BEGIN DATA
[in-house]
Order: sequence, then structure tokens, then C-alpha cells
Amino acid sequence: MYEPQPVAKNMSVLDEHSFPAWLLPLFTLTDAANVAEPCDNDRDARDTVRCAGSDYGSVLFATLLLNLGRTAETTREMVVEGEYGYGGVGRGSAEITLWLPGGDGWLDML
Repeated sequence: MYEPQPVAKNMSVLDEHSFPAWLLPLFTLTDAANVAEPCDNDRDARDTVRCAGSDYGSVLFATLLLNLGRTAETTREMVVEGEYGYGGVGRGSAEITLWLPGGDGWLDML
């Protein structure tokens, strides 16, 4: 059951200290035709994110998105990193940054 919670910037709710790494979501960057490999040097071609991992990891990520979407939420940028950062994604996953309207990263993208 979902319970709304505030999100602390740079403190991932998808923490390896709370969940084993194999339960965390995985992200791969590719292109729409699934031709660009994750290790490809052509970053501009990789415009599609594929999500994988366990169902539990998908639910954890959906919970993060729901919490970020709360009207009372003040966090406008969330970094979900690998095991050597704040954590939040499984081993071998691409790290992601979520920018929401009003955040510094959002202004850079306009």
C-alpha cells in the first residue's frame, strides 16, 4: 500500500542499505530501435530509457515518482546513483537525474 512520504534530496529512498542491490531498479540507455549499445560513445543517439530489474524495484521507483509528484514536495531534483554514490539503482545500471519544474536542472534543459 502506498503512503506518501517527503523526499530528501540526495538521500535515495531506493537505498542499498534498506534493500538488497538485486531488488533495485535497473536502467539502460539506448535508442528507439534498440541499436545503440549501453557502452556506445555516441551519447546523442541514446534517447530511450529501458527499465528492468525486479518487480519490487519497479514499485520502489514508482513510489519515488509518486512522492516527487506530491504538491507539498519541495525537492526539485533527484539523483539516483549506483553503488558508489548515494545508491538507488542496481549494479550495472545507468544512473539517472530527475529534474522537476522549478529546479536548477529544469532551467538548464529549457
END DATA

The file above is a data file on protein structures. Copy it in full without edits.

[in-house]
Order: sequence, then structure tokens, then C-alpha cells
Amino acid sequence: MYEPQPVAKNMSVLDEHSFPAWLLPLFTLTDAANVAEPCDNDRDARDTVRCAGSDYGSVLFATLLLNLGRTAETTREMVVEGEYGYGGVGRGSAEITLWLPGGDGWLDML
Repeated sequence: MYEPQPVAKNMSVLDEHSFPAWLLPLFTLTDAANVAEPCDNDRDARDTVRCAGSDYGSVLFATLLLNLGRTAETTREMVVEGEYGYGGVGRGSAEITLWLPGGDGWLDML
């Protein structure tokens, strides 16, 4: 059951200290035709994110998105990193940054 919670910037709710790494979501960057490999040097071609991992990891990520979407939420940028950062994604996953309207990263993208 979902319970709304505030999100602390740079403190991932998808923490390896709370969940084993194999339960965390995985992200791969590719292109729409699934031709660009994750290790490809052509970053501009990789415009599609594929999500994988366990169902539990998908639910954890959906919970993060729901919490970020709360009207009372003040966090406008969330970094979900690998095991050597704040954590939040499984081993071998691409790290992601979520920018929401009003955040510094959002202004850079306009």
C-alpha cells in the first residue's frame, strides 16, 4: 500500500542499505530501435530509457515518482546513483537525474 512520504534530496529512498542491490531498479540507455549499445560513445543517439530489474524495484521507483509528484514536495531534483554514490539503482545500471519544474536542472534543459 502506498503512503506518501517527503523526499530528501540526495538521500535515495531506493537505498542499498534498506534493500538488497538485486531488488533495485535497473536502467539502460539506448535508442528507439534498440541499436545503440549501453557502452556506445555516441551519447546523442541514446534517447530511450529501458527499465528492468525486479518487480519490487519497479514499485520502489514508482513510489519515488509518486512522492516527487506530491504538491507539498519541495525537492526539485533527484539523483539516483549506483553503488558508489548515494545508491538507488542496481549494479550495472545507468544512473539517472530527475529534474522537476522549478529546479536548477529544469532551467538548464529549457